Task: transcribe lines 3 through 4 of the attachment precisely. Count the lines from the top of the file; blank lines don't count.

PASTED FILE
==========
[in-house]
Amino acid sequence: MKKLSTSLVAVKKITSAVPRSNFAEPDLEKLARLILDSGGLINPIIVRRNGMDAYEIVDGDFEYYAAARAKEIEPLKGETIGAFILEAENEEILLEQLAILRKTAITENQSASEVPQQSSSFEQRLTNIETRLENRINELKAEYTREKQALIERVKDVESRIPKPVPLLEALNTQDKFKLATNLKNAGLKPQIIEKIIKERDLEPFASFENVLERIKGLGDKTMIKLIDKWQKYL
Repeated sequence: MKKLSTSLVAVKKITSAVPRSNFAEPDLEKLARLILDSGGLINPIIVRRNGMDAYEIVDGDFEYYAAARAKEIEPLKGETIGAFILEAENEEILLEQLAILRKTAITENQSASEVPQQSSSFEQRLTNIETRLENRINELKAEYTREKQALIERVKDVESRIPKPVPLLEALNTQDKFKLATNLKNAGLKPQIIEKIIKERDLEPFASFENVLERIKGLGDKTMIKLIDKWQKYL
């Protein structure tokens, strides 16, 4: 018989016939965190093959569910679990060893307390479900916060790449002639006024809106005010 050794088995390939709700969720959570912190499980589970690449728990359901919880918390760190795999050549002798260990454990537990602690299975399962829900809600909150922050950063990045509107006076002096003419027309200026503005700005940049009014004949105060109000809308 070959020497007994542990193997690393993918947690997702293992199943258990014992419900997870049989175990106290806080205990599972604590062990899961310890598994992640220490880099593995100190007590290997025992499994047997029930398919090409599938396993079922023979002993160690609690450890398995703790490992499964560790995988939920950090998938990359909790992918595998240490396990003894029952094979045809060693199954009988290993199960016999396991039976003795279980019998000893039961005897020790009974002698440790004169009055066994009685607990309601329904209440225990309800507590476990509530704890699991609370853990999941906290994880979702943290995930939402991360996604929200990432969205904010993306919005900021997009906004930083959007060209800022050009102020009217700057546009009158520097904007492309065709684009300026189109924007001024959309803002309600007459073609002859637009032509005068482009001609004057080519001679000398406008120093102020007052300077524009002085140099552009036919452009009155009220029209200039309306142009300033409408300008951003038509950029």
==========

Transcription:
Repeated sequence: MKKLSTSLVAVKKITSAVPRSNFAEPDLEKLARLILDSGGLINPIIVRRNGMDAYEIVDGDFEYYAAARAKEIEPLKGETIGAFILEAENEEILLEQLAILRKTAITENQSASEVPQQSSSFEQRLTNIETRLENRINELKAEYTREKQALIERVKDVESRIPKPVPLLEALNTQDKFKLATNLKNAGLKPQIIEKIIKERDLEPFASFENVLERIKGLGDKTMIKLIDKWQKYL
């Protein structure tokens, strides 16, 4: 018989016939965190093959569910679990060893307390479900916060790449002639006024809106005010 050794088995390939709700969720959570912190499980589970690449728990359901919880918390760190795999050549002798260990454990537990602690299975399962829900809600909150922050950063990045509107006076002096003419027309200026503005700005940049009014004949105060109000809308 070959020497007994542990193997690393993918947690997702293992199943258990014992419900997870049989175990106290806080205990599972604590062990899961310890598994992640220490880099593995100190007590290997025992499994047997029930398919090409599938396993079922023979002993160690609690450890398995703790490992499964560790995988939920950090998938990359909790992918595998240490396990003894029952094979045809060693199954009988290993199960016999396991039976003795279980019998000893039961005897020790009974002698440790004169009055066994009685607990309601329904209440225990309800507590476990509530704890699991609370853990999941906290994880979702943290995930939402991360996604929200990432969205904010993306919005900021997009906004930083959007060209800022050009102020009217700057546009009158520097904007492309065709684009300026189109924007001024959309803002309600007459073609002859637009032509005068482009001609004057080519001679000398406008120093102020007052300077524009002085140099552009036919452009009155009220029209200039309306142009300033409408300008951003038509950029």